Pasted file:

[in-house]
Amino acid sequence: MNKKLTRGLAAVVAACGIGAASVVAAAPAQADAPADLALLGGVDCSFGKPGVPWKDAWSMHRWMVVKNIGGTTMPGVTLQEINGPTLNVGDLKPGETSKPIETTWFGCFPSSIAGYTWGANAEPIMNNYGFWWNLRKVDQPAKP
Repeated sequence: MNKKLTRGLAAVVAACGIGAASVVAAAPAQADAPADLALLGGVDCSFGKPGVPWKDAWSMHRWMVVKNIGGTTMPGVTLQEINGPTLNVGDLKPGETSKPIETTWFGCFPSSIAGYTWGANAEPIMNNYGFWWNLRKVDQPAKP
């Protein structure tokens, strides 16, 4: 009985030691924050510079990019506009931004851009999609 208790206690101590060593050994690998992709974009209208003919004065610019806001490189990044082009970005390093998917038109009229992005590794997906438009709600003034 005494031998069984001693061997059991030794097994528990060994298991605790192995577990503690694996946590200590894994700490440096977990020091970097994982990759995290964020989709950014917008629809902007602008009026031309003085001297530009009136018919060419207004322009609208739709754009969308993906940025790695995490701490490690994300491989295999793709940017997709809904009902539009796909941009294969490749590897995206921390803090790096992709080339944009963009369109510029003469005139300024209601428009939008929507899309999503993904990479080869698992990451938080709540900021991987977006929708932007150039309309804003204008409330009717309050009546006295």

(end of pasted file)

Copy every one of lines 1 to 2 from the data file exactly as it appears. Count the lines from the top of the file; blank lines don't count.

[in-house]
Amino acid sequence: MNKKLTRGLAAVVAACGIGAASVVAAAPAQADAPADLALLGGVDCSFGKPGVPWKDAWSMHRWMVVKNIGGTTMPGVTLQEINGPTLNVGDLKPGETSKPIETTWFGCFPSSIAGYTWGANAEPIMNNYGFWWNLRKVDQPAKP